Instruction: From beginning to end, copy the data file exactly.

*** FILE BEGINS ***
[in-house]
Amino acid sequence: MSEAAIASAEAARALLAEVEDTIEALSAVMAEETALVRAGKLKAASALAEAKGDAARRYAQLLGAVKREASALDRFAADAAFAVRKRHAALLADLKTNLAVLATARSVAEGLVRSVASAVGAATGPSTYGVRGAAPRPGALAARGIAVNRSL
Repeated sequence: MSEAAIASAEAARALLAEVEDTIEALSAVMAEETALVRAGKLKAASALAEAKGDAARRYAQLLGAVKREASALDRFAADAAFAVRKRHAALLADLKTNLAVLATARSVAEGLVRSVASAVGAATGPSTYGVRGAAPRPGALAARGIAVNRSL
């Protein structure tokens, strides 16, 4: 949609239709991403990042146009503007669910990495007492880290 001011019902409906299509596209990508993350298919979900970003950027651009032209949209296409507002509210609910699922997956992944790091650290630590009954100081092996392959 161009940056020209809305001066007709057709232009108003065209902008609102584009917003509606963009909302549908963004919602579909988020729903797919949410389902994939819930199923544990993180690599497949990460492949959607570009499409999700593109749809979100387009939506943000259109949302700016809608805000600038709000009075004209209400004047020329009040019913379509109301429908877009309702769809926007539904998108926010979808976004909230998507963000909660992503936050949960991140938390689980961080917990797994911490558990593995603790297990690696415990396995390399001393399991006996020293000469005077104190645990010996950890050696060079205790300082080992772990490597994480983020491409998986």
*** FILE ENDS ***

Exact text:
[in-house]
Amino acid sequence: MSEAAIASAEAARALLAEVEDTIEALSAVMAEETALVRAGKLKAASALAEAKGDAARRYAQLLGAVKREASALDRFAADAAFAVRKRHAALLADLKTNLAVLATARSVAEGLVRSVASAVGAATGPSTYGVRGAAPRPGALAARGIAVNRSL
Repeated sequence: MSEAAIASAEAARALLAEVEDTIEALSAVMAEETALVRAGKLKAASALAEAKGDAARRYAQLLGAVKREASALDRFAADAAFAVRKRHAALLADLKTNLAVLATARSVAEGLVRSVASAVGAATGPSTYGVRGAAPRPGALAARGIAVNRSL
């Protein structure tokens, strides 16, 4: 949609239709991403990042146009503007669910990495007492880290 001011019902409906299509596209990508993350298919979900970003950027651009032209949209296409507002509210609910699922997956992944790091650290630590009954100081092996392959 161009940056020209809305001066007709057709232009108003065209902008609102584009917003509606963009909302549908963004919602579909988020729903797919949410389902994939819930199923544990993180690599497949990460492949959607570009499409999700593109749809979100387009939506943000259109949302700016809608805000600038709000009075004209209400004047020329009040019913379509109301429908877009309702769809926007539904998108926010979808976004909230998507963000909660992503936050949960991140938390689980961080917990797994911490558990593995603790297990690696415990396995390399001393399991006996020293000469005077104190645990010996950890050696060079205790300082080992772990490597994480983020491409998986």